[ntp:questions] Polling interval may be incorrect

Charles Elliott elliott.ch at verizon.net
Sat Nov 3 15:28:30 UTC 2012

NTPD version is 4.2.7.p310-o Oct 09 17:56:01.10 2012

For approximately 20130 observations of the time output in the clockstats
output (using the filegen week command) the average time between
observations (delta) is 15.999 seconds (taken to the precision of the
output)or 15.999153517 seconds if extended.  Plotting the difference (diff)
between GPS time and clockstats time, it appears as a sawtooth wave, and can
be seen here:
KiynY6c.  In other words, most of the time there are 16 observations of the
GPS time between clockstats outputs, except approximately every 1460
clockstats lines, when there are only 15 observations of GPS time. Here is
the actual data as an example:


Clockstats Date-Time     Delta         GPS-Str            GPS-Time

10/18/2012 2:11:45.356  00:15.999  061145.000     6:11:45.000

10/18/2012 2:12:01.355  00:15.999  061201.000     6:12:01.000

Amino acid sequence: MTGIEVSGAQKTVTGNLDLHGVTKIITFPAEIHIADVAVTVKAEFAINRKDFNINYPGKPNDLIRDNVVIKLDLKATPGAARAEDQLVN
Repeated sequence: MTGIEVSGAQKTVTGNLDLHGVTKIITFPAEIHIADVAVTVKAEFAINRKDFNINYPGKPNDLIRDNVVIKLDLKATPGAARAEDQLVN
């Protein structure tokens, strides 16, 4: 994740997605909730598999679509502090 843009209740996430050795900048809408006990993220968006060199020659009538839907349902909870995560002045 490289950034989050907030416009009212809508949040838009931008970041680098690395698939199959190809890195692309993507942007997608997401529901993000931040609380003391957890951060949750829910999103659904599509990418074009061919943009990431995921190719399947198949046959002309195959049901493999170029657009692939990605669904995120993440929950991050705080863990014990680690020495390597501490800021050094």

10/18/2012 2:12:17.354  00:15.999  061216.000     6:12:16.000

10/18/2012 2:12:33.353  00:15.999  061232.000     6:12:32.000


Note that the difference (diff) between clockstats time and GPS time is
0.355 ms in the second line above, and 1.354 in the third line.  Clockstats
time is the actual time the line is output.  Clockstats output is called
from the refclock_nmea receive routine, directly after the return from
refclock_receive, which sets the GPS destination time to the current system
time.  In other words, the clockstats time is within a few nanoseconds of
the GPS "packet" destination timestamp, which implies that the offset must
"jump" every 1460 polling intervals and accounts completely for the sawtooth
wave alluded to above.


For an NMEA GPS clock, the origin and destination timestamps are completely
fictitious, particularly in view of the fact that the NMEA GPS logic depends
on receiving a GPS string every second, except for an old Motorola GPS clock
which could be polled.  Why is not the solution to this problem to assume
that GPS NMEA strings are "broadcast" and process them the same way network
broadcasts are processed, which is more accurate than unicast processing?


Charles Elliott


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